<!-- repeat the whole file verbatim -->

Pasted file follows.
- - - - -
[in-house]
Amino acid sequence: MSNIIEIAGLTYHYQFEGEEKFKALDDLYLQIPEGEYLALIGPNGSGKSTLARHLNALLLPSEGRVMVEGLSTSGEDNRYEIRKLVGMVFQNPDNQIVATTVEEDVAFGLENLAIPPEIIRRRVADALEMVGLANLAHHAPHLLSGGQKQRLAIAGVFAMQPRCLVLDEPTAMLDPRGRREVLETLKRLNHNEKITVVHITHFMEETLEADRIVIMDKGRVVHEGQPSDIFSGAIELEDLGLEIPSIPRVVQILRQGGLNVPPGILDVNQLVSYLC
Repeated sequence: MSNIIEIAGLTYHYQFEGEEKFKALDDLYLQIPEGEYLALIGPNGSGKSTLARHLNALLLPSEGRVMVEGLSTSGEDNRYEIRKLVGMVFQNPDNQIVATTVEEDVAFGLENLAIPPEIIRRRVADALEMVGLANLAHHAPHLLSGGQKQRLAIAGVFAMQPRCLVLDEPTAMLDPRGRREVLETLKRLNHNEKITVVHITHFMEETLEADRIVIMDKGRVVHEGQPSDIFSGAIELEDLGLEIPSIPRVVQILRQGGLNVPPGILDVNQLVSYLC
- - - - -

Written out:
[in-house]
Amino acid sequence: MSNIIEIAGLTYHYQFEGEEKFKALDDLYLQIPEGEYLALIGPNGSGKSTLARHLNALLLPSEGRVMVEGLSTSGEDNRYEIRKLVGMVFQNPDNQIVATTVEEDVAFGLENLAIPPEIIRRRVADALEMVGLANLAHHAPHLLSGGQKQRLAIAGVFAMQPRCLVLDEPTAMLDPRGRREVLETLKRLNHNEKITVVHITHFMEETLEADRIVIMDKGRVVHEGQPSDIFSGAIELEDLGLEIPSIPRVVQILRQGGLNVPPGILDVNQLVSYLC
Repeated sequence: MSNIIEIAGLTYHYQFEGEEKFKALDDLYLQIPEGEYLALIGPNGSGKSTLARHLNALLLPSEGRVMVEGLSTSGEDNRYEIRKLVGMVFQNPDNQIVATTVEEDVAFGLENLAIPPEIIRRRVADALEMVGLANLAHHAPHLLSGGQKQRLAIAGVFAMQPRCLVLDEPTAMLDPRGRREVLETLKRLNHNEKITVVHITHFMEETLEADRIVIMDKGRVVHEGQPSDIFSGAIELEDLGLEIPSIPRVVQILRQGGLNVPPGILDVNQLVSYLC